The “Moral Objection” Argument to Healthcare

This post has been inspired by the recent spate of holier-than-thou-ness of medical workers who deny their services to clients that fail to live up to their personal religious expectations. In particular, I’ve just come across this article, which has my hackles good and raised. This trend has been has been underway for some time now (certainly more than a year, though I’m not sure when it actually started), and I have regularly voiced my opposition to it, but I’d like to lay my thoughts out here in what will surely fail to be a concise manner.

* * *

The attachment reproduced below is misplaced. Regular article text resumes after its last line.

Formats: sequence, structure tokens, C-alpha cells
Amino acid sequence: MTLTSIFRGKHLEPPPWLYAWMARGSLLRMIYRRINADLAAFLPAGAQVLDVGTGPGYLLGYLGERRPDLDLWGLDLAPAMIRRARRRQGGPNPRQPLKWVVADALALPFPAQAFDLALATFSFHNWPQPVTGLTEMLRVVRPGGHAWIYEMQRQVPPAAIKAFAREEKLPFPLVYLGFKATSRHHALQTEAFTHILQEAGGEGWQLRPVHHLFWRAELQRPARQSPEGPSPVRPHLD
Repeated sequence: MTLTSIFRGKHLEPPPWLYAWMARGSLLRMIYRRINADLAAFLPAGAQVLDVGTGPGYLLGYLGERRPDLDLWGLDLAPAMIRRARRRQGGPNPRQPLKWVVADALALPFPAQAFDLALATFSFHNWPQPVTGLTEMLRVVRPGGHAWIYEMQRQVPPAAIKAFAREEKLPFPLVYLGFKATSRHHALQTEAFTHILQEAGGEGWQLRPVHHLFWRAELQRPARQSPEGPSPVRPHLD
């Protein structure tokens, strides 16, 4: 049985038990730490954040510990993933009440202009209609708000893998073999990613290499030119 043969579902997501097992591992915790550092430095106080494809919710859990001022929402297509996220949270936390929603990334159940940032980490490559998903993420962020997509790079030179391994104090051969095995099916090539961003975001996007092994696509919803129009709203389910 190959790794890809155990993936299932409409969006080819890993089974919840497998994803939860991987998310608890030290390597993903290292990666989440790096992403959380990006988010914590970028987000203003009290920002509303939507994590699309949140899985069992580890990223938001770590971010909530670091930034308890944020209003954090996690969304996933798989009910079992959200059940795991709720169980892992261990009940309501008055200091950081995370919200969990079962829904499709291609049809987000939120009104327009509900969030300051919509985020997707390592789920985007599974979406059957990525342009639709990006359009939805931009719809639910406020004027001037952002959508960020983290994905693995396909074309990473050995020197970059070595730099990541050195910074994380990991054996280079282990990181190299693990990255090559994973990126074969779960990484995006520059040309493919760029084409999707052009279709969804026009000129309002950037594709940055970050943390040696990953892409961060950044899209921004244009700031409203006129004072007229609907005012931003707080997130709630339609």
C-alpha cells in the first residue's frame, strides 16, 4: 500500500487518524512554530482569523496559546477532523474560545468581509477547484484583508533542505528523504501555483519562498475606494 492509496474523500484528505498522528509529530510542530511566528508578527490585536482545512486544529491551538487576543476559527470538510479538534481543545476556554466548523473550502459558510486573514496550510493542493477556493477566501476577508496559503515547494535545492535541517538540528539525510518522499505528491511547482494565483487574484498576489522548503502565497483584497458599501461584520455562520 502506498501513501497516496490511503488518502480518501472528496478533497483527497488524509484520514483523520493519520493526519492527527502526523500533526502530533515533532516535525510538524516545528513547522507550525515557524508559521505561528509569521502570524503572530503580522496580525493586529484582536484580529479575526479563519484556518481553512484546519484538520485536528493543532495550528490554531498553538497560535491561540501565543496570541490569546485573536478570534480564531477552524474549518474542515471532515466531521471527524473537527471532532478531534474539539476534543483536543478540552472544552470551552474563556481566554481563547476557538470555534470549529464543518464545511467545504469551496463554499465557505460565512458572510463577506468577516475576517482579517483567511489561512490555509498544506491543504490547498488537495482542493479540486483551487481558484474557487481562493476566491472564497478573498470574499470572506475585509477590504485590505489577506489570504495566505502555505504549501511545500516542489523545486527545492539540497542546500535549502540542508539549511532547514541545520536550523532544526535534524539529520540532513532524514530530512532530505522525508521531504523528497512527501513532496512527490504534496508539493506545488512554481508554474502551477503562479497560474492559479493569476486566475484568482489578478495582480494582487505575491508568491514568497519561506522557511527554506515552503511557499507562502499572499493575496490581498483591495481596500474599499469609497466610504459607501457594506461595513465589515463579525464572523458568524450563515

I simply do not understand why so many people are this willing to accept it when religious healthcare organizations* deny reproductive health services to people for moral reasons. This is patently hypocritical. If a Catholic ER patient died on the operating table from exsanguination because a Jehovah’s Witness surgeon refused to perform or allow a blood transfusion, society would not stand for it. We would rightly view it as a serious moral transgression, and we might very plausibly charge this doctor with homicide. How much worse would it be if the order never to transfuse came instead from a hospital administrator? It is not hyperbole to suggest that the broader consequences of denying someone access to medical care over religious objections are no less severe than the hypothetical case I’ve provided. As such, it is deeply offensive when doctors and pharmacists use their own personal faith to justify denying care to their patients. This is no less true even if those patients happen to share the healthcare non-provider’s religion; it is not up to anyone else to determine what your personal religious beliefs are, even if that person is your very own priest. (Even though official Catholic doctrine forbids birth control, for example, the vast majority of Catholics support its use or use it themselves.) No one has the moral authority to unilaterally dictate how you live your life as long as you conduct yourself within the boundaries of the laws of a civil society. So why is it okay for birth control and other reproductive services (and now AIDS medicine) to be denied when the attempt to deny other forms of life-saving care would be sharply condemned? Are we to accept the premise that religious devotion permits the denial of quality-of-life care but not life-saving care? Given the ultimate fate a person with untreated AIDS is sure to face, this answer is entirely insufficient.